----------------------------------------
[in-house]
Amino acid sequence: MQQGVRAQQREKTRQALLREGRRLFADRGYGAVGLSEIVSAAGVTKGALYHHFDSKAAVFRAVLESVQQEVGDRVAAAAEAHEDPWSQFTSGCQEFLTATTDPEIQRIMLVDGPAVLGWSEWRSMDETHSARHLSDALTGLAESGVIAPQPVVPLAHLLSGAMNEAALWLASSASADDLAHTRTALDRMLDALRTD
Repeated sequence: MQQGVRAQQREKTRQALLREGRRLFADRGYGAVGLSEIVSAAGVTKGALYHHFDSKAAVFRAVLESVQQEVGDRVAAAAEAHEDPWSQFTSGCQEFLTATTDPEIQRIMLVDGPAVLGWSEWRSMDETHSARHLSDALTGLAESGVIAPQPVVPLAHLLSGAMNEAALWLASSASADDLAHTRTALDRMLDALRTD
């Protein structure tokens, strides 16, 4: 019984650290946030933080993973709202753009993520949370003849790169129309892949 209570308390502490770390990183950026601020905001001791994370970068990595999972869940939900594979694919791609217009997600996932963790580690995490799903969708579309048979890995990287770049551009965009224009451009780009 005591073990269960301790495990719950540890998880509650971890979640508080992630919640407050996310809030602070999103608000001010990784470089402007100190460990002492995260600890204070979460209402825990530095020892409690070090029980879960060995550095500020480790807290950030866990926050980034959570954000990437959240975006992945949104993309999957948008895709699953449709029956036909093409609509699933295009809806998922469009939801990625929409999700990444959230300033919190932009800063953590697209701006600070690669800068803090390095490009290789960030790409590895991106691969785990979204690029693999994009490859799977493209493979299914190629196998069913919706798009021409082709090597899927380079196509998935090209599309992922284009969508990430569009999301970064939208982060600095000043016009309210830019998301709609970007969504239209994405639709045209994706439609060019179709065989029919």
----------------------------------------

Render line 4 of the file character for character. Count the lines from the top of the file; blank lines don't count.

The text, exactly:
């Protein structure tokens, strides 16, 4: 019984650290946030933080993973709202753009993520949370003849790169129309892949 209570308390502490770390990183950026601020905001001791994370970068990595999972869940939900594979694919791609217009997600996932963790580690995490799903969708579309048979890995990287770049551009965009224009451009780009 005591073990269960301790495990719950540890998880509650971890979640508080992630919640407050996310809030602070999103608000001010990784470089402007100190460990002492995260600890204070979460209402825990530095020892409690070090029980879960060995550095500020480790807290950030866990926050980034959570954000990437959240975006992945949104993309999957948008895709699953449709029956036909093409609509699933295009809806998922469009939801990625929409999700990444959230300033919190932009800063953590697209701006600070690669800068803090390095490009290789960030790409590895991106691969785990979204690029693999994009490859799977493209493979299914190629196998069913919706798009021409082709090597899927380079196509998935090209599309992922284009969508990430569009999301970064939208982060600095000043016009309210830019998301709609970007969504239209994405639709045209994706439609060019179709065989029919």